Are large publishing firms agile enough to survive and compete with the digital textbook disruption or are they too big to succeed?
Sometimes big is bad. Consider the plight of The Learning Company (TLC), founded in 1980. This inventive educational software company created the wildly popular series, Reader Rabbit, and quickly became a market leader. Along the way, they acquired smaller software publishers to round out their offerings, beginning with the Minnesota Educational Computing Consortium (MECC). In 1995, SoftKey purchased it, keeping TLC’s name, and they continued buying companies including BroderBund and Mindscape. TLC was certainly the big name in educational software. That is, until Mattel purchased it 1999 for $3.8 billion. A year later, Mattel sold the company for $27 million.
While a really bad business decision led to Mattel paying too much for TLC, I’ve witnessed quite a few software companies collapse under their own weight. As companies grow through acquisitions, they conserve money by laying off creative staff and rely on their current line of programs for income. This fatal flaw has led many companies to their demise.
What happens when a growing company creates a disruptive innovation that rocks their industry and in turn becomes the dominate player?
United Learning was a small, family owned, video publisher in the 1990′s selling quality VHS educational videos. Unfortunately for them, the industry was dying as an increasing number of schools and county offices were bailing out as video purchasers and distributors, leading to smaller profits. Add the content standards revolution requiring teachers to utilize their time more efficiently and to teach to the standards and you’ve created a situation where educators are unable to view long videos during class.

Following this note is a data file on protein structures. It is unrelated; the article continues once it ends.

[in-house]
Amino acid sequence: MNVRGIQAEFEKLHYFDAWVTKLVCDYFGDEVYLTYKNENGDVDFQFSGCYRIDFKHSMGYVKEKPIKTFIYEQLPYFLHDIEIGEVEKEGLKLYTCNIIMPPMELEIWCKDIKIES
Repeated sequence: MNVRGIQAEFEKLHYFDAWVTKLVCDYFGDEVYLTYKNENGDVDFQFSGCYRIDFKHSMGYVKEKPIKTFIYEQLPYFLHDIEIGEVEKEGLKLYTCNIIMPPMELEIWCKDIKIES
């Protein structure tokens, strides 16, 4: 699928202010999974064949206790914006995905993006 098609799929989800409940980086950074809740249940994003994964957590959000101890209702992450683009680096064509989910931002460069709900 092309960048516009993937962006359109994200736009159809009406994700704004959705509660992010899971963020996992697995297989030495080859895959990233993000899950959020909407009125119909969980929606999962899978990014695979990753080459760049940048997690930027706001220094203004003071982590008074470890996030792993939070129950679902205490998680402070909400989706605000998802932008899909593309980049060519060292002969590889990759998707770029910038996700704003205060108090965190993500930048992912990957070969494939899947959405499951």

In this atrophying environment, United Learning reinvented itself by creating a revolutionary model, streaming video that was both chopped into chapters but also was aligned with the content standards from each state. Educators could now search for video clips that developed specific content standards. The rest, as they say, is history as Discovery purchased United Streaming in 2003, becoming the leader in the educational video market.
However, big does not necessarily mean nimble. While Discovery Streaming has continued to add content to their service, smaller companies are beginning to eat into their market share, particularly Safari/Montage and Learn 360. Smaller companies often have both the incentive and the brain power to invent a better product.
Are textbook companies prepared to compete with the digital textbook disruptive innovation or will smaller, more nimble companies create a better product? Time will tell, but I’d recommend that they take Clayton Christensen’s advice from his book, Disrupting Class. Create a new division/company whose sole purpose is to create products designed to compete in the disruptive environment. A new, independent division would not have the creative, administrative, and historical limitations that tend to constrict larger companies.